Thomas E. Murray carefully analyzed the use of "hoosier" in St. Louis, Missouri, where it is the favorite epithet of abuse. "When asked what a Hoosier is," Murray writes, "St. Louisans readily list a number of defining characteristics, among which are 'lazy,' 'slow-moving,' 'derelict,' and 'irresponsible.'" He continues, "Few epithets in St. Louis carry the pejorative connotations or the potential for eliciting negative responses that hoosier does." He conducted tests and interviews across lines of age and race and tabulated the results. He found the term ecumenically applied. He also noted the word was often used with a modifier, almost redundantly, as in "some damn Hoosier."
In a separate section Murray speaks of the history of the word and cites Baker and Carmony (1975) and speculates on why Hoosier (in Indiana a "neutral or, more often, positive" term) should remain "alive and well in St. Louis, occupying as it does the honored position of being the city's number one term of derogation." A radio broadcast took up where Murray left off. During the program Fresh Air, Geoffrey Nunberg, a language commentator, answered questions about regional nicknames. He cited Elaine Viets, a Post-Dispatch columnist (also quoted by Paul Dickson), as saying that in St. Louis a "Hoosier is a low-life redneck, somebody you can recognize because they have a car on concrete blocks in their front yard and are likely to have just shot their wife who may also be their sister."
I don't agree with the Elaine Viets description.  Are hoosiers murderers?  My definition is a more harmless one...annoying, sometimes crude yes, murdering thugs, no.  I also don't think hoosiers use their look and lifestyle to intimidate others.  I could be wrong.

So who is this Thomas Murray?  I must know more.  He wrote a book called: "The Language of St. Louis, Missouri: (American United Studies XIII, Linguistics, Vol 4) 1986".  So I went to my trusty public library website to order a copy of this book from the central stacks.  It was shipped to my local branch (Barr) and in my hands within 5 days.  Damn, we have a great library system...but anyhow, here's the book:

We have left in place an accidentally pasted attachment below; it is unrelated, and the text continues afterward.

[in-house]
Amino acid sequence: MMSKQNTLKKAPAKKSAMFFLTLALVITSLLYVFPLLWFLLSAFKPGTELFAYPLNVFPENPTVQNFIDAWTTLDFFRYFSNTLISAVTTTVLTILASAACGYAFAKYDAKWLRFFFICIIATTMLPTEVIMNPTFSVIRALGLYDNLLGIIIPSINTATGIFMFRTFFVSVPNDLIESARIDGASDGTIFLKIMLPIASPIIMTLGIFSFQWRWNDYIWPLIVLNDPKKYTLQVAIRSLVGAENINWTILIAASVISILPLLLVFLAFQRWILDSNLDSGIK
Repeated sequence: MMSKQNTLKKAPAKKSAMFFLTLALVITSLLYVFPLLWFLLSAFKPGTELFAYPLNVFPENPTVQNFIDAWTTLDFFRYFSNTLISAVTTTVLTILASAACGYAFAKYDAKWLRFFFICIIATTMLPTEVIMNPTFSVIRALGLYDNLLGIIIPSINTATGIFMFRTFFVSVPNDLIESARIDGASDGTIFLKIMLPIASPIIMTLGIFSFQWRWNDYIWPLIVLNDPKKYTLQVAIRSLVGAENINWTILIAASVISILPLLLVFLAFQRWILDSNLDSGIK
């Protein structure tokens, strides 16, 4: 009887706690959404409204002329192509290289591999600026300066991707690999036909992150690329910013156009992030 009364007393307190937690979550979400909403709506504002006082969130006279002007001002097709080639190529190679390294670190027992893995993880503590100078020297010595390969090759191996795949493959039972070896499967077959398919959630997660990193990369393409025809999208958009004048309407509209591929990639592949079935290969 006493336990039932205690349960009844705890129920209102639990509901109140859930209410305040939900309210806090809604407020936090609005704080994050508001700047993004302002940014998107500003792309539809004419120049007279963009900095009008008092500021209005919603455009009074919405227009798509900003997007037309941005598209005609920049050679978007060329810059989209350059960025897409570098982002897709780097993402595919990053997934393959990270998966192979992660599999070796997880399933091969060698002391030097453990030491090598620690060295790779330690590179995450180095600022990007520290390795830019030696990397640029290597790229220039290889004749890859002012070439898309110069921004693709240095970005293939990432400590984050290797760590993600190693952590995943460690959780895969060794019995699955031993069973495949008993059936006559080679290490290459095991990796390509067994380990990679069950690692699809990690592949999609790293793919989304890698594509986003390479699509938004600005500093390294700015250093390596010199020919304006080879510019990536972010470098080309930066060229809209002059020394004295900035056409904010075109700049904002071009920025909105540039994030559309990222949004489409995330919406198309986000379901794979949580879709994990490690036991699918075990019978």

Now, I take issue with Murray's sampling methodology because he chose not to interview any black people.  His research was done in the 80s yet he didn't speak to one black person...ummm, did you know that 1/2 the city is made up of black people.  He explains the broad range of ethnicities:  southern blacks, Czechs, Italians, Dutch, Irish, German, French, Poles, etc.  but when he sampled the population he excluded blacks and he goes on to say that St. Louis is now populated "almost exclusively by blacks".  Huh?  Did this guy look at the demographics of St. Louis at all?  Here's the paragraph I'm referring to:
It becomes clear, then, that the linguist who wishes to study "the" language of St. Louis faces the problem of selecting informants that will not bias the final results of the study.  Rather than choosing equal numbers of each ethnic sub-population of the city, I elected to avoid "pure" informants as much as possible.  None of the ethnographic collecting of data reported above was done in strongly ethnic sections of the city, just as none of my other informants came from any but an ethnically mixed background.  Furthermore, because one of the requirements to be met by all non-phonological informants was that both they and their parents had to have lived in St. Louis all of their lives, all of my data come from the mouths of white speakers.  It is true that Inner St. Louis is now populated almost exclusively by blacks, but the vast majority were born in other parts of the country and then migrated to the Gateway City; thus, I could not, strictly speaking, label their speech "the language of St. Louis."
Am I missing something here?  St. Louis has never been almost exclusively populated by blacks and in the 1980's there are plenty of black families whose parents had lived in St. Louis their whole lives as did their progeny.

Aside from disagreeing with his sampling methodology, I also don't think there's much to gain from this book regarding the word hoosier: